Mother Nature to the Rescue

January 16, 1995|By EDWARD FLATTAU

WASHINGTON — Washington. -- Suburban sprawl emanates from urban cores and engulfs prime farmland, forests, marshes and other open space that would better serve society in undeveloped condition. But help is on the way, and from an unexpected source: Mother Nature is coming to the rescue.

Consider Northern Virginia's Loudon County. Its local government has done little to resist the pressures to develop predominantly rural land on the edge of an urbanized metropolitan Washington region. But what political muscle could not achieve may be accomplished by considerations of water supply, or more precisely, water shortage.

A cap on runaway sprawl in the rural portion of the county is imminent because of the discovery that the ground-water table upon which most of the residents depend is being rapidly depleted. Individual wells are the source of fresh water for most Loudon inhabitants, and there is no feasible nearby outlet to serve as a future source of a municipal water supply.

On a larger scale, a similar scenario is beginning to play out in the state of Florida.

Lack of a reliable supply of potable water has slowed the issuance of permits for the building of subdivisions in certain areas. The prospect of unsustainable use of water appears to be all that stands in the way of Florida's ultimately destroying what natural beauty remains outside protected publicly or privately owned sanctuaries.

To hear water mentioned as an inhibiting factor to developmental expansion often elicits surprise. Most people regard fresh water as a renewable resource, but many fail to realize it's a finite one as well. The fact that 70 percent of the earth's surface is covered by water obscures the reality that the fresh water that sustains our existence is in much more limited abundance.

The statistics are startling. Of all the water on earth (the total of which is finite since it doesn't increase or decrease), only 2 1/2 percent is fresh -- that is, fit for human use. The rest is saline. Furthermore, less than 1 percent of all the fresh water is replenished by nature each year, essentially through precipitation that falls into the earth's lakes, rivers and streams and isn't lost to evaporation.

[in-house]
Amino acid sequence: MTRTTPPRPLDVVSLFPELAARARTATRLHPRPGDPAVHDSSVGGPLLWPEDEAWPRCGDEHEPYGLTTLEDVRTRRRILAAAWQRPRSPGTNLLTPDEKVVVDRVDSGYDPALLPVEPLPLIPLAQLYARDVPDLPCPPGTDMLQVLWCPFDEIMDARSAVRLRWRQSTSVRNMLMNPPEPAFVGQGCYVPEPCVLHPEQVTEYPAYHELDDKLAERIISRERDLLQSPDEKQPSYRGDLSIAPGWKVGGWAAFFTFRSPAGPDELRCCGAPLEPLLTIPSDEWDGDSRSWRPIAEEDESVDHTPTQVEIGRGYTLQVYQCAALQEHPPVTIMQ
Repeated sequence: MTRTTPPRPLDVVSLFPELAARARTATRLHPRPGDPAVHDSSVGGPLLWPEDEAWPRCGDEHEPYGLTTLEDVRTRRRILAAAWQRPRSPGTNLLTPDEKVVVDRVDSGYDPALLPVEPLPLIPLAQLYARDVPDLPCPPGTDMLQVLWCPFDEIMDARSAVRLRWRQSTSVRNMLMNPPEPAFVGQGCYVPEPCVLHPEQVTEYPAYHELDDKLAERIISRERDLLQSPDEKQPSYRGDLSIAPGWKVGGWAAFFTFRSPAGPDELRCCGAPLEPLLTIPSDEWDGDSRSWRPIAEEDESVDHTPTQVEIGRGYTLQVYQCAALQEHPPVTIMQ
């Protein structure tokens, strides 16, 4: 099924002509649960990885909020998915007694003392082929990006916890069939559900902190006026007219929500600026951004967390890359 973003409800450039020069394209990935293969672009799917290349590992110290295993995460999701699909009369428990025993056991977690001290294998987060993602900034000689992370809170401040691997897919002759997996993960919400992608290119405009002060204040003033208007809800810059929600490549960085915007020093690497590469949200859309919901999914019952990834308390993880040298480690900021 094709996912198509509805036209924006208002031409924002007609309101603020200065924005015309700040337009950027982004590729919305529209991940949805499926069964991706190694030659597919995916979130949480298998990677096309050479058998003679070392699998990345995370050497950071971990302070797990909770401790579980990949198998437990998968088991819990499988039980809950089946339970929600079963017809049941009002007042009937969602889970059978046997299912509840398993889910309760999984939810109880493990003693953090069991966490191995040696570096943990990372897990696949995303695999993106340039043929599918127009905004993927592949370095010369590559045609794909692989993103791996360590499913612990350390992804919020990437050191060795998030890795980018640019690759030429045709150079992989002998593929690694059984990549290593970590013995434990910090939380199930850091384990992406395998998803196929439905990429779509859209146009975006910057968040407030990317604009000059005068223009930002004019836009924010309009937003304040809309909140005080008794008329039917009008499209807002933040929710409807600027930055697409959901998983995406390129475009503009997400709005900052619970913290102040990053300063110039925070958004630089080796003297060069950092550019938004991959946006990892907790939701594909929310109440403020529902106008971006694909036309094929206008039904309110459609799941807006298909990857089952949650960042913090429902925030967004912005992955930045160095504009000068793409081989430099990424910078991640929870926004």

And not all of this is available for human use. More than half is swept up by flood waters and flows unused into the oceans. Approximately one-eighth falls in areas too remote to be reached by humans, and a substantial amount is absorbed by natural ecosystems bordering fresh-water bodies.

The bulk of the fresh water is locked up in polar ice caps and mountain glaciers (69 percent) or underground aquifers (30 percent). And while some of the latter can be feasibly tapped for human use, these aquifers take centuries, perhaps even millenniums to recharge, making the use of them a relatively brief, and obviously unsustainable respite.

As put graphically by the Washington-based World Resources Institute, ''If all the world's water fit into a bathtub, the portion of it that could be used sustainably in any given year would barely fill a teaspoon.''

So the supply is limited, yet the demand for fresh water has quintupled in the last half-century due to the human population explosion. Continuation of this rate of increase in demand cannot be sustained over the next 50 years, especially in regions that are arid to begin with.

What can we do? In the short term, intensified recycling of water and vastly improved efficiency in its use, particularly in agriculture, should be able to avert any imminent crisis. The long-range solution is obvious. Human population must be stabilized at a level that doesn't overtax available renewable fresh-water supplies.

Water availability has already served as an incentive for reducing development in some regions. Eventually it will surely do the same for family size across the entire world.

Edward Flattau writes on environmental matters.

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